“If Your Work is Not Your Love, You’re Killing Yourself.”

by | Mar 13, 2017 | The Narrators

Meet the MY JOB Narrators: Makana, Slack-Rock Musician, Honolulu, Hawaii


“When I’m playing slack key, the guitar and I are one . . . You don’t need a ‘job.’ You need to find your dharma . . . You do it for the circulation in your own veins, that feeling of blood pumping through your heart. It feels so good. It makes you alive.

‘The wind is my voice; the sea is my heart; this lush, abundant land is my whole body.'”

— Chapter 1: Makana, indie slack-rock musician, Honolulu, Hawaii


Makana is an independent slack-rock guitar musician born and raised in Honolulu, Hawaii. I met Makana through my philanthropist friend Kim-Coco Iwamoto, a beautiful trans-woman model and political activist who works in education advocacy and food justice in Hawaii. Makana and Kim-Coco collaborate through their local social-activism circles. Makana quickly took my call and graciously agreed to our interview.

Listening to Makana’s music, and absorbing his story of the business and art of slack-key guitar, I quickly became a fan of both the musician and the man. Makana brings intense authenticity to his work, carrying on an indigenous Hawaiian style of music while also transforming slack-key into modern “slack-rock.” He mentors local youth, volunteers in food and social justice efforts, and fiercely promotes the independent-artist model that he’s followed since his first performance as a kid strumming in a bar. His musings on art, music, creativity, and work as dharma (life-purpose) were so profound, that we placed his chapter first (Chapter 1) to lead off the MY JOB book.


Excerpt from Chapter 1, in Makana’s Own Voice

How To Discern What To Do with Your Career: Find Your Dharma

The whole idea of “Oh, what do you want to be when you grow up? What field do you want to go into?” It’s abstract, right? . . .

And you’re influenced by fear and pressure and your parents and your peers and media and social media and blah, blah, blah, and it’s like that determines your future. I mean, let me tell you, it happens to billions of people like this.

So that, to me, is a bad idea. It’s a bad idea. It’s not the right way to approach it . . . [T]his whole process has to be symbiotic in order for it to be fulfilling and pono, as Hawaiians call it—real and healthy and enriching and nurturing. It goes for every field, whether it’s your job or your life partner or whatever it is. It needs to happen naturally. It needs to happen organically.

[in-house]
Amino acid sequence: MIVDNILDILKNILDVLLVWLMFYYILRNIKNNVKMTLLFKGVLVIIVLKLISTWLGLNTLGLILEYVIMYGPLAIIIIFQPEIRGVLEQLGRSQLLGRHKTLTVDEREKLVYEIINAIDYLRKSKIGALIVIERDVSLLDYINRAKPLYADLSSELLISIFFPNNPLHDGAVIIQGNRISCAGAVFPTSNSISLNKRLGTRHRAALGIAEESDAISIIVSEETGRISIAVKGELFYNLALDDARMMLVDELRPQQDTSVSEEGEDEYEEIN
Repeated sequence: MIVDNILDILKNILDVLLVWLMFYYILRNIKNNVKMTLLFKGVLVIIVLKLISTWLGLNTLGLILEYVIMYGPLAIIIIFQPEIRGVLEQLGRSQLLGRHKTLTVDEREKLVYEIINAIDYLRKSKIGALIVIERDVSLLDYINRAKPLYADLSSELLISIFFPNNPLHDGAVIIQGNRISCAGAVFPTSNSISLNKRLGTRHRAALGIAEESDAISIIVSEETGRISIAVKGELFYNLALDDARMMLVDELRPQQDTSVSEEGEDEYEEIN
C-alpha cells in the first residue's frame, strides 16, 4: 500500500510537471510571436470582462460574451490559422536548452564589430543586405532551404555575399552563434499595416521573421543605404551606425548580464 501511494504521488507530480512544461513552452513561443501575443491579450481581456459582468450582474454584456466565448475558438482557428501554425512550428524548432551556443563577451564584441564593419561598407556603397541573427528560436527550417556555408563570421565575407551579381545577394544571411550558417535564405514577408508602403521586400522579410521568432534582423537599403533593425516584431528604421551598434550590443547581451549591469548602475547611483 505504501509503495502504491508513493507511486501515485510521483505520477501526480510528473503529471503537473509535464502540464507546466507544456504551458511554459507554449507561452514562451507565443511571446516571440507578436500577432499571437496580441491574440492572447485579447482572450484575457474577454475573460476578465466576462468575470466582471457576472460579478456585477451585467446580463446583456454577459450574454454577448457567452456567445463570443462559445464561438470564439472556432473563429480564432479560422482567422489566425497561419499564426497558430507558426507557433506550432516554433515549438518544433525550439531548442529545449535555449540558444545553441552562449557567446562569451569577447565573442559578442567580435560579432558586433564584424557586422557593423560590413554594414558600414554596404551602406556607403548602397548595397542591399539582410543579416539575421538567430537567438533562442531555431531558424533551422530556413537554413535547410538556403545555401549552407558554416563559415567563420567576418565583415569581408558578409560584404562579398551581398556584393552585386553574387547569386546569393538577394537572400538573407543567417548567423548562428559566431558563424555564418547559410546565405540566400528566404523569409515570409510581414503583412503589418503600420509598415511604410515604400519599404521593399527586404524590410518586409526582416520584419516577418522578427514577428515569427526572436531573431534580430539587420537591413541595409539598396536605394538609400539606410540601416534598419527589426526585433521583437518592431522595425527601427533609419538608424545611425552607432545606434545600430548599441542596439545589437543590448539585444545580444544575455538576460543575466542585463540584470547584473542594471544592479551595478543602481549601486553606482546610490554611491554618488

I’ve always been a rebel. I never said, “What am I going to do?” I was doing it already. I was helping my parents pay rent when I was still in school. Music was my passion. It was like I never said, “Why do I want to go sacrifice eight hours a day of my life doing so I can be happy?”

I never asked myself that horrible question. That’s slavery. I don’t believe in that. That is a failure of upbringing. That is a failure of society. It’s a failure of schooling. It’s a failure of everything . . .

We only think about the end results in this society.

“Hey, what’s your degree in?”

“How much money do you make?”

“Where do you live?”

All these status-quo markers that turn us into programmed beings with a relative judgment on the next person and our relative value to them. None of that is love. Your work needs to be love. That’s what Khalil Gibran said, “Work is love made visible.”

My work has always been my first love. If your work is not your love, you’re killing yourself.

Makana Plays Slack-Key for You

Sit back and relax–and maybe even let your imagination transport you to Hawaii–as Makana plays a classic slack-key piece for you:


Check out Makana’s chapter in MY JOB: Real People at Work Around the World, either on Kindle or on paper. And, stay tuned to meet the next narrators, a husband-and-wife business-owner duo from Chapter 2 . . .

Photographs and video courtesy of makanamusic.com.

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Suzanne Skees, author of the three-volume MY JOB series on real people in remarkable jobs, believes in the power of our jobs over our identity and wellbeing and, conversely, our ability to change our world with the work of our minds and hands. She lives by the Pacific Ocean and spends as much time as possible listening to the surf, and to silence.



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